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Is the Divorce Rate Really Declining?

by Janeen Watkins

A recent article published by the Associated Press pointed out that rates of divorce are at their lowest point since 1970, but that it might be simply that there are fewer marriages per capita than in previous years. Unfortunately, after reading the opinions of the many experts they quoted I came away with more questions than answers. So I decided to get the opinion of someone I know that has his hand on the pulse of the general public in this regard, entrepreneur John Logan, CEO of SafeGuard Guaranty Corporation, which he is positioning to be the first company in the world to offer marriage insurance sometime later this year.


JW: You’ve seen the article I mentioned. Is it true? Could we have really come to our senses? Or are we cohabitating more and disguising the statistics?

JL: I did read it and unfortunately I tend to agree that the numbers are misleading. Looking back at all the research we’ve done over the last 5 years it’s easy to get the wrong idea depending on what numbers you look at. I look at everything from a company perspective for obvious reasons, and there is a lot more grey than true black and white.

JW: What do you mean you look at everything from a company perspective? How is that point of view different from mine or the general public?

JL: Well I probably look at these statistics a lot closer than most simply because of the industry I’m in. From my point of view, everything related to marriage and divorce is looked at by how things might impact our bottom line. For instance, a true decline in divorce rates would probably bode well for SafeGuard because we want people to stay married. Unfortunately the researchers on this particular piece failed to take into consideration that several US states stopped submitting divorce rates to the National Bureau of Vital Statistics in the mid 1990’s, including California. Whose population by the way…largest in the US…tops NY and FL combined. And since CA has historically had one of the highest divorce rates in the US, even if they went down some as well, the rates that article reports may be just a wee bit off.

More importantly, the general public really doesn’t care a whole lot about statistics until they start being effected by them. When I grew up, few people I knew even knew what a pre-nupt was let alone considered signing one, but more and more first time marrieds are taking that precaution because they’ve seen first hand the disaster that divorce can turn into.

JW: Should the general public care more?

JL: Heck yeah. Whether people know it or not, failed marriages cost them money every day.

JW: How so? How could my neighbor’s divorce cost me money?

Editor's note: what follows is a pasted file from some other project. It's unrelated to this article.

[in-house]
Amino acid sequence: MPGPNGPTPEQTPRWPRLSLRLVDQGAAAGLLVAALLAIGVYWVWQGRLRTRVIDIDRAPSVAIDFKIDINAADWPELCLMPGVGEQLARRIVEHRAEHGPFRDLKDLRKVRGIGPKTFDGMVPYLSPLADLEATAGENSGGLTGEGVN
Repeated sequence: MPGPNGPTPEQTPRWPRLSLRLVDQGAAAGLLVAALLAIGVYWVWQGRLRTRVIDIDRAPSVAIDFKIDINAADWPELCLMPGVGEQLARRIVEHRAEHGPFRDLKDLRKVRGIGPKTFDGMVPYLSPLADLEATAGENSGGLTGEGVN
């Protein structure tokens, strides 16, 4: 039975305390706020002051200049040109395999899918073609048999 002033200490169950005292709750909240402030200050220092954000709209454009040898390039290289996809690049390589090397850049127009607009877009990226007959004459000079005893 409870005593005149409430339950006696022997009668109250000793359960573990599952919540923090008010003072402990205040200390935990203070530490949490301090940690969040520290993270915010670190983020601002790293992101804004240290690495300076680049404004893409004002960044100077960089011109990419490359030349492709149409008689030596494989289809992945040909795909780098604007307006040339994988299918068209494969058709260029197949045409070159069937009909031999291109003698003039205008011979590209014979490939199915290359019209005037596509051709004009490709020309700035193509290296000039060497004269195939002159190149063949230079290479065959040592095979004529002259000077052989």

JL:  Oh my gosh. I’m going to take a wild guess and say you don’t do this just for fun, so unless you’ve got some stash of cash somewhere, you’re like most people whose biggest investment is their home. That said, most people don’t know that second only to health problems, divorce is biggest reason for bankruptcy in the US. Picture this. You’re neighbors go through a nasty divorce and the house becomes a bone of contention. One or the other moves out and stops contributing to the mortgage payment. How long do you think it would be before that house next door goes on the auction block and sells for a huge discount? What would that do to your property value? Think about if that happened more than once in your neighborhood. That’s just the tip of the iceberg

JW: I see your point, but what do you mean it’s “just the tip of the iceberg.”

JL: That’s tangible evidence people can see and easily understand when it happens, but the vast majority of the cost of failed marriages is money that drains from our bank accounts in lots of different ways that people don’t see and even some experts can’t get a real grip on.

JW: Like what?

JL: Like the fact that, aside from just bankruptcy, divorce is the number one reason for poverty among newly single mothers worldwide. And one in five women that go onto welfare due to a divorce are still on welfare after five years. Who pays for that? We all do. People who divorce are more likely to abuse drugs and alcohol, are higher credit risks and miss more time at work. Divorce costs US businesses billions in lost productivity every year. Where does that increased cost come from? Not a business’s bottom line, I’ll tell you that. And children of divorced parents, on the whole, do worse in school, are less likely to attend college and more likely to abuse drugs, alcohol and commit crimes. Given those statistics, where would you rather live, in an area where everyone is married or where every other family is divorced?